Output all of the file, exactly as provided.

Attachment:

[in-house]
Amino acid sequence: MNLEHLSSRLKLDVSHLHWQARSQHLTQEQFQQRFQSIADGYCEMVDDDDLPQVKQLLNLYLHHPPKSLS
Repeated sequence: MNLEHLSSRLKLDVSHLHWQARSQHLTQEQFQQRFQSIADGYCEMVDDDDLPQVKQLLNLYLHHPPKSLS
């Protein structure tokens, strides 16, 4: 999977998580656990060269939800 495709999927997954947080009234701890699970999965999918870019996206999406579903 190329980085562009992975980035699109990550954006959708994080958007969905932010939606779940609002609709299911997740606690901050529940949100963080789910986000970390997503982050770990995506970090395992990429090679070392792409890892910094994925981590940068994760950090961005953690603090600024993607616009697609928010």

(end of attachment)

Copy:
[in-house]
Amino acid sequence: MNLEHLSSRLKLDVSHLHWQARSQHLTQEQFQQRFQSIADGYCEMVDDDDLPQVKQLLNLYLHHPPKSLS
Repeated sequence: MNLEHLSSRLKLDVSHLHWQARSQHLTQEQFQQRFQSIADGYCEMVDDDDLPQVKQLLNLYLHHPPKSLS
């Protein structure tokens, strides 16, 4: 999977998580656990060269939800 495709999927997954947080009234701890699970999965999918870019996206999406579903 190329980085562009992975980035699109990550954006959708994080958007969905932010939606779940609002609709299911997740606690901050529940949100963080789910986000970390997503982050770990995506970090395992990429090679070392792409890892910094994925981590940068994760950090961005953690603090600024993607616009697609928010």